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I am also increasingly worried when I notice how few five element acupuncturists there are here in the West (and by implication also therefore in the future in China) who are prepared to go out and teach what they have learnt, something I find myself repeatedly pointing out. And here I am talking only about those acupuncturists whose five element practice is not altered by the introduction of TCM concepts, as occurs unhappily nowadays all too often. I am also concerned about how much of what I have learnt I will in turn pass on as my own personal transmission of this legacy. Am I doing enough myself?
I always remember what a very wise old Austrian astrologer and musician, Dr Oskar Adler, wrote. He said that we each have a duty to leave behind for others whatever we have ourselves learnt, however small and insignificant in our own eyes this might appear. So I am always alert to the need to encourage any who are now practising five element acupuncture to have the courage to hand on whatever they have learnt to those coming after them. There are, unfortunately, so few who want to do this, probably because they think they have to emulate JR Worsley who would diagnose people’s elements within a few minutes of meeting them. Most of us know that it will take much, much longer to diagnose the elements. This has never worried me. As JR always reminded us, “I have been doing this for more than 40 years. You will be able to do the same when you have practised as long as I have.”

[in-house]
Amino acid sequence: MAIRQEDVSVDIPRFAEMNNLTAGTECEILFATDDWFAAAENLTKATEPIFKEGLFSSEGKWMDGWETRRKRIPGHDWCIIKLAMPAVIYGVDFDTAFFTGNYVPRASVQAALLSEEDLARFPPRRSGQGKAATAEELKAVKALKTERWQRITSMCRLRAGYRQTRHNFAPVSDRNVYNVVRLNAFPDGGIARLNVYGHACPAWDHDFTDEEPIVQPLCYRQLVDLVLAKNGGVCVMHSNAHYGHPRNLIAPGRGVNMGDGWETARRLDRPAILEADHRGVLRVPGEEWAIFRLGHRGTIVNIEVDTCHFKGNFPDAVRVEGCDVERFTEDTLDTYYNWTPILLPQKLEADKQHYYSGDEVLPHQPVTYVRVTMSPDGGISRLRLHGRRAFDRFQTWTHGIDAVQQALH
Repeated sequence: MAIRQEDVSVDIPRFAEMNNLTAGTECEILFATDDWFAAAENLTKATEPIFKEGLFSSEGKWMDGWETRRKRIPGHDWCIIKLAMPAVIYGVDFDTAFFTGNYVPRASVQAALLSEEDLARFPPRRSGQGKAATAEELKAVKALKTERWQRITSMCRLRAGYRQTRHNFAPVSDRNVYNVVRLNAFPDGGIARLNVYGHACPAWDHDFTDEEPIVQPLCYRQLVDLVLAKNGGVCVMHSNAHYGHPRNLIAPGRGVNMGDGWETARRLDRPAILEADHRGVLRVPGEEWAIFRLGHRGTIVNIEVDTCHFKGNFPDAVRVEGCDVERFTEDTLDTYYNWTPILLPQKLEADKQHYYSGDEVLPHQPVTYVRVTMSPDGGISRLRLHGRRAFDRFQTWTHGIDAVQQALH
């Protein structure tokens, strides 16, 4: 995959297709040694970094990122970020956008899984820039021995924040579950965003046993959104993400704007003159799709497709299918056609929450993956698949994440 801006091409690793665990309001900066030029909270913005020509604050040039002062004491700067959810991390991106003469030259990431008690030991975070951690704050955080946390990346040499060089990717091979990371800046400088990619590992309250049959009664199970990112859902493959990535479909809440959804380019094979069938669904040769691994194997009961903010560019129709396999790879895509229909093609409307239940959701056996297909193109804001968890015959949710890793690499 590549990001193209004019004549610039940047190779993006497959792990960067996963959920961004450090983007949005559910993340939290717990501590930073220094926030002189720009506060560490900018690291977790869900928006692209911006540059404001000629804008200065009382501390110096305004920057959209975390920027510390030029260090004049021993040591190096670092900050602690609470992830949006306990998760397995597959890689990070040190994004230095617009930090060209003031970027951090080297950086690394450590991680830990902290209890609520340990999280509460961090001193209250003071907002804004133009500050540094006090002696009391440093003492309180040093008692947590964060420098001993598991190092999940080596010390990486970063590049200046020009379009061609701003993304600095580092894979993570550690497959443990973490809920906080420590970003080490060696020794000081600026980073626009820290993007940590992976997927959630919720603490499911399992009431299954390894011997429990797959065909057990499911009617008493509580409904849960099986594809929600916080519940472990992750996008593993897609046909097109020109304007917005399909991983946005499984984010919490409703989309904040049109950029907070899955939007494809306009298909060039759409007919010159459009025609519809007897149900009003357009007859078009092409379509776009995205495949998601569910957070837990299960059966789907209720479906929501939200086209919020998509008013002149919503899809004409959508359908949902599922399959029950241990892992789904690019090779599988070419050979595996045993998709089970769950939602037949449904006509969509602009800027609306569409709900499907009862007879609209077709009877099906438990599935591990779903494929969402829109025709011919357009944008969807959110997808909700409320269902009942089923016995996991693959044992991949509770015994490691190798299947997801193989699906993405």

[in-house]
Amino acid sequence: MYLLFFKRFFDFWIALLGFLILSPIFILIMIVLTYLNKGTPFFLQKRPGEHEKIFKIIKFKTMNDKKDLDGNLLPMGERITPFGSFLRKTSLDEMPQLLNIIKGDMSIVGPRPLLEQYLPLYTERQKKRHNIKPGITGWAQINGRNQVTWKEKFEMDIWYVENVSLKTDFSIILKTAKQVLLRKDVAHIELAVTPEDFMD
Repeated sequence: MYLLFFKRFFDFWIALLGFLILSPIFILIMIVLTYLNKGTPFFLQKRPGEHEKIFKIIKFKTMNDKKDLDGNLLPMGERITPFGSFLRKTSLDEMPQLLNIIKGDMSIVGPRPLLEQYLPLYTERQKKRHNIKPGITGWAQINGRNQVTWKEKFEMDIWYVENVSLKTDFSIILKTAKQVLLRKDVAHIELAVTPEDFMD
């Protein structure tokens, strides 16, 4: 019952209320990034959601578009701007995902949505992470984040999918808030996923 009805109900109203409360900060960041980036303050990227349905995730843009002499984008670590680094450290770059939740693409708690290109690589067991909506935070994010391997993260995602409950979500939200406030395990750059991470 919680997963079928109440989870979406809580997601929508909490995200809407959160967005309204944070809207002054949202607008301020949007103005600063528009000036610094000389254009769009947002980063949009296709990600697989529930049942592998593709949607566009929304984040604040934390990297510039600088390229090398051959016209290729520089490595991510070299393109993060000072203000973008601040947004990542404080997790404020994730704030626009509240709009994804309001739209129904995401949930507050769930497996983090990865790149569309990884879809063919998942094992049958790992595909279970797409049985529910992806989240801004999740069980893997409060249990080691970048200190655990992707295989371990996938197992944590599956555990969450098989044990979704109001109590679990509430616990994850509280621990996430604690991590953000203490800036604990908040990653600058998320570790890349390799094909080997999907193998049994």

In the meantime, I try to encourage experienced five element acupuncturists to take their courage in their hands and think about teaching others. In my case, I only dared to start doing this because I was asked to run an evening class on acupuncture. At first I was reluctant to accept this challenge, since I had only just qualified, but as JR told me later when I discussed my doubts with him, “Remember, you know more than they do!”. And another tutor of mine reinforced this by telling me, “When you teach, never pretend you know more than you do. If you are honest and say that you don’t know the answer to a student’s question, tell them so and they will respect you for that.” I myself never believe those who always seem to find an answer to everything, whilst I do believe those who tell me they don’t know what the answer is. These I trust for their honesty.
So to any five element acupuncturist out there keen to pass on their knowledge to those with less experience than they have, I say, “Please do so, whatever your doubts. After all, we badly need you.”